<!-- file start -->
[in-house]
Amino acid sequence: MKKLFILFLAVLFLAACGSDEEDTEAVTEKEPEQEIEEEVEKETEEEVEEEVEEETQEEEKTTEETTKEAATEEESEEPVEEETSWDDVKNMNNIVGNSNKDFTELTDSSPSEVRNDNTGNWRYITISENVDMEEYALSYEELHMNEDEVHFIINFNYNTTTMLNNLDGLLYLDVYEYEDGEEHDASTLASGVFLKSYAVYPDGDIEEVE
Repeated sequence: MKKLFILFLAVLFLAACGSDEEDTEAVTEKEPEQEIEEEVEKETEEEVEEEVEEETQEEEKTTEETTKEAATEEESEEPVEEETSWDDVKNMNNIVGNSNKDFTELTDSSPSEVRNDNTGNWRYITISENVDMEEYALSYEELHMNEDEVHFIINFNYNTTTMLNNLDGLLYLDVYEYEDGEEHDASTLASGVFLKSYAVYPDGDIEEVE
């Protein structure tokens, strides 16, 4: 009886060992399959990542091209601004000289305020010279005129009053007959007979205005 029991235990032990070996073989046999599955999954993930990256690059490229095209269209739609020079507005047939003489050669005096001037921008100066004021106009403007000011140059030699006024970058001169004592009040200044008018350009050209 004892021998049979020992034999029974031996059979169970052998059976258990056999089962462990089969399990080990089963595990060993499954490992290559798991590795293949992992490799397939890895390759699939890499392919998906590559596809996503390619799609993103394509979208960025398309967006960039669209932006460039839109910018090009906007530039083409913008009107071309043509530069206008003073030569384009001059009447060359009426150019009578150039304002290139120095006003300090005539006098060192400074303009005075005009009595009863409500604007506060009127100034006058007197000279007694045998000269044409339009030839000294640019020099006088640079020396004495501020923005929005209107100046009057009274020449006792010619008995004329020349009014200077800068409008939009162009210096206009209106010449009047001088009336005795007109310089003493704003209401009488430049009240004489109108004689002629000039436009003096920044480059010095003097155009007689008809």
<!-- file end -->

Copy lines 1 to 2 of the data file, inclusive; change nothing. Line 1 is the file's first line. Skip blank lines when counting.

[in-house]
Amino acid sequence: MKKLFILFLAVLFLAACGSDEEDTEAVTEKEPEQEIEEEVEKETEEEVEEEVEEETQEEEKTTEETTKEAATEEESEEPVEEETSWDDVKNMNNIVGNSNKDFTELTDSSPSEVRNDNTGNWRYITISENVDMEEYALSYEELHMNEDEVHFIINFNYNTTTMLNNLDGLLYLDVYEYEDGEEHDASTLASGVFLKSYAVYPDGDIEEVE